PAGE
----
Excerpted from the Second Edition of Moon Istanbul & the Turkish Coast.

Safety Tips: Mountain Lion Encounters in Utah’s Parks

Imagine hiking down a trail and suddenly noticing fresh large paw prints. Mountain lion or Labrador retriever? Here’s the way to tell the difference: Mountain lions usually retract their claws when they walk. Dogs, of course, can’t do this. So if close inspection of the print reveals toenails, it’s most likely from a canine’s paw.

[pullquote align=right]When hiking or camping with children in mountain lion territory—potentially all of Utah’s national parks—it is important to keep them close to the rest of the family.[/pullquote]But about those mountain lions: In recent years, incidents of mountain lion-human confrontations have increased markedly and received much publicity. These ambush hunters usually prey on sick or weak animals but will occasionally attack people, especially children and small adults. When hiking or camping with children in mountain lion territory—potentially all of Utah’s national parks—it is important to keep them close to the rest of the family.

A mountain lion stands looking to the side with its ears up.
Mountain lions are famously elusive. Photo © Deron Rodehaver.

If you are stalked by a mountain lion, make yourself look big by raising your arms, waving a big stick, or spreading your coat. Maintain direct eye contact with the animal, and do not turn your back to it. If the mountain lion begins to approach, throw rocks and sticks, and continue to look large and menacing as you slowly back away. In the case of an attack, fight back; do not “play dead.”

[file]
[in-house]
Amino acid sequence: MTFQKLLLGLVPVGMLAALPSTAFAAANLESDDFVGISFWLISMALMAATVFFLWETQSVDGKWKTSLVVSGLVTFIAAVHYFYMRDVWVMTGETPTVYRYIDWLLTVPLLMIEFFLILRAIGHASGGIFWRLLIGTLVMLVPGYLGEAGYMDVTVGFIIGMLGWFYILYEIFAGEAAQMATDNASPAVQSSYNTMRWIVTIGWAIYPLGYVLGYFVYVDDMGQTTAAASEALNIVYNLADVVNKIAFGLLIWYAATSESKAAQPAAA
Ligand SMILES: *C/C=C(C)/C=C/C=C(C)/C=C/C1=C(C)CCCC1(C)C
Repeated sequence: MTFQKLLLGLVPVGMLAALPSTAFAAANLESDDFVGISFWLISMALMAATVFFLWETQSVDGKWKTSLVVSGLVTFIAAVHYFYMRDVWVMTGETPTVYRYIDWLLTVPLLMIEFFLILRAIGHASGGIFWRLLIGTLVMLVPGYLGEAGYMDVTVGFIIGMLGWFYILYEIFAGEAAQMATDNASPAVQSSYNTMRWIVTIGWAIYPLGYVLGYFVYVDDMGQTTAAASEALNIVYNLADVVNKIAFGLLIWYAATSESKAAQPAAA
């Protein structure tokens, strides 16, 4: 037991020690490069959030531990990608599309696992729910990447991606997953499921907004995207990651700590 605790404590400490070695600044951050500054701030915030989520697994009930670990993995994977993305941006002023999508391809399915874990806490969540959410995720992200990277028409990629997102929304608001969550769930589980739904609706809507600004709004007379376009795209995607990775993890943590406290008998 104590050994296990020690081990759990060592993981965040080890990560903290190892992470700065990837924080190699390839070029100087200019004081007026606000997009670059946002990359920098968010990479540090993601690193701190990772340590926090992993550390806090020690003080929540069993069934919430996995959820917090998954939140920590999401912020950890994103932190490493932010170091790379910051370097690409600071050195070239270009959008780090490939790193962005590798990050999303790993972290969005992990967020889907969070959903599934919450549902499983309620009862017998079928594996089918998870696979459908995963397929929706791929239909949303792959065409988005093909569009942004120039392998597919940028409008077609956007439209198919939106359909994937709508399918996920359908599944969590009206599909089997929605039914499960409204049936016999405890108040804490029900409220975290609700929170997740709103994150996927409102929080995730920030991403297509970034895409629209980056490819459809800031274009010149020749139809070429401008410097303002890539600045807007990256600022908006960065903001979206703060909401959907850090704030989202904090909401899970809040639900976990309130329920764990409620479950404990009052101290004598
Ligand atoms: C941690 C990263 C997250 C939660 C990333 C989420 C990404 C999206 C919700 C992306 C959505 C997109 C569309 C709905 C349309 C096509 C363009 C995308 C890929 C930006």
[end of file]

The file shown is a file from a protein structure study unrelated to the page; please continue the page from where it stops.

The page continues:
To put things in perspective, it’s important to remember that mountain lions are famously elusive. If you do see one, it will probably be a quick glimpse of the cat running away from you.

Excerpted from the Sixth Edition of Moon Zion & Bryce.

Where to Eat in Waimea, Kaua‘i

With no shortage on types of cuisine, dining styles from on-the-go casual to a nice sit-down meal, and plenty of local specialties, waiting until you’re hungry to pick where to eat in Waimea, Kaua‘i is only going to make it a tougher choice. Here’s a round up of local favorites and options to satisfy everyone’s tastes.


The decor stays true to the name at Wrangler’s Steakhouse (9852 Kaumuali‘i Hwy., 808/338-1218, for lunch 11am-4pm Mon.-Fri., for dinner 4pm-9pm Mon.-Sat., $17-28), where the restaurant is decorated with cowboy trinkets and gear. Indoor and outdoor seating are offered, and I’ve learned that with little ones who have a hard time sitting still, the outdoor seating in the back is a good idea. Wrangler’s is known for their great steaks, and they offer a salad and soup bar with each meal. A full bar is stocked with a variety of liquors, wines, and beers to please any palate. The menu offers a hefty assortment of red meats, poultry, and seafood, but surprisingly, vegetarians can enjoy a sufficient and tasty meat-free meal. Service is friendly and there is also a small paniolo (Hawaiian cowboy) museum as well as shell jewelry for sale.